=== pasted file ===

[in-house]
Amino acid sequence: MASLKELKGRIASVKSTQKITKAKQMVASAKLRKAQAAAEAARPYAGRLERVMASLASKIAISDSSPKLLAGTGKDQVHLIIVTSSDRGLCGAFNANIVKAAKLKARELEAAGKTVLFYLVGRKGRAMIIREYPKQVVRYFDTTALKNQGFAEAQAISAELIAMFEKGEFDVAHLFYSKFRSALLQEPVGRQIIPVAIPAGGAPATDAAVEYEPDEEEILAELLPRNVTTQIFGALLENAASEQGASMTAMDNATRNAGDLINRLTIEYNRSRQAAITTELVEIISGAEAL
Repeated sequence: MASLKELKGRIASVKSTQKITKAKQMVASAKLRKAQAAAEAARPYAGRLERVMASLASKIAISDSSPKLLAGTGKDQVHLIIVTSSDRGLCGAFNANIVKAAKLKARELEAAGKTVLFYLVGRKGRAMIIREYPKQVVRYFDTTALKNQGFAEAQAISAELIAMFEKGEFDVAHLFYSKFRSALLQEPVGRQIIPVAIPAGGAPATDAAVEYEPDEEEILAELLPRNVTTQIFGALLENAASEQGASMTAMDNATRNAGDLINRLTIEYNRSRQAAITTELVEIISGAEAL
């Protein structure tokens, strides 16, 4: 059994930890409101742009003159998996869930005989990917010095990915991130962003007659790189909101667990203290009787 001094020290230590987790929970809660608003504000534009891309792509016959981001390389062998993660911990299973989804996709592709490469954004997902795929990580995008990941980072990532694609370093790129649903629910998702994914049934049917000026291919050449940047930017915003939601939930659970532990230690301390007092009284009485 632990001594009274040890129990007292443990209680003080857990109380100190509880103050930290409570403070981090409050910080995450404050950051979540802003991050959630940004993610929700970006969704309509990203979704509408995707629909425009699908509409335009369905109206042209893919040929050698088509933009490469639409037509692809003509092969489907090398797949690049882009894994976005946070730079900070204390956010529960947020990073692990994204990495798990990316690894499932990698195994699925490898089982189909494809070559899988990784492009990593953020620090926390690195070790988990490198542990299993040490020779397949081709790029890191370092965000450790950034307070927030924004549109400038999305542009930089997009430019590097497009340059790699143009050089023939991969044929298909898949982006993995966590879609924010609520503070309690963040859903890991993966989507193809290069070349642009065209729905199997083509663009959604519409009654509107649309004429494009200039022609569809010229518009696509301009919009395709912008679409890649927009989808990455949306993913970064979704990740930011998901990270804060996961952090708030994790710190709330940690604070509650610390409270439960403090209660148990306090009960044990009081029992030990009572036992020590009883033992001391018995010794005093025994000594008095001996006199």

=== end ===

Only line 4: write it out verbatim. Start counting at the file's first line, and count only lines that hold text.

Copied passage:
């Protein structure tokens, strides 16, 4: 059994930890409101742009003159998996869930005989990917010095990915991130962003007659790189909101667990203290009787 001094020290230590987790929970809660608003504000534009891309792509016959981001390389062998993660911990299973989804996709592709490469954004997902795929990580995008990941980072990532694609370093790129649903629910998702994914049934049917000026291919050449940047930017915003939601939930659970532990230690301390007092009284009485 632990001594009274040890129990007292443990209680003080857990109380100190509880103050930290409570403070981090409050910080995450404050950051979540802003991050959630940004993610929700970006969704309509990203979704509408995707629909425009699908509409335009369905109206042209893919040929050698088509933009490469639409037509692809003509092969489907090398797949690049882009894994976005946070730079900070204390956010529960947020990073692990994204990495798990990316690894499932990698195994699925490898089982189909494809070559899988990784492009990593953020620090926390690195070790988990490198542990299993040490020779397949081709790029890191370092965000450790950034307070927030924004549109400038999305542009930089997009430019590097497009340059790699143009050089023939991969044929298909898949982006993995966590879609924010609520503070309690963040859903890991993966989507193809290069070349642009065209729905199997083509663009959604519409009654509107649309004429494009200039022609569809010229518009696509301009919009395709912008679409890649927009989808990455949306993913970064979704990740930011998901990270804060996961952090708030994790710190709330940690604070509650610390409270439960403090209660148990306090009960044990009081029992030990009572036992020590009883033992001391018995010794005093025994000594008095001996006199």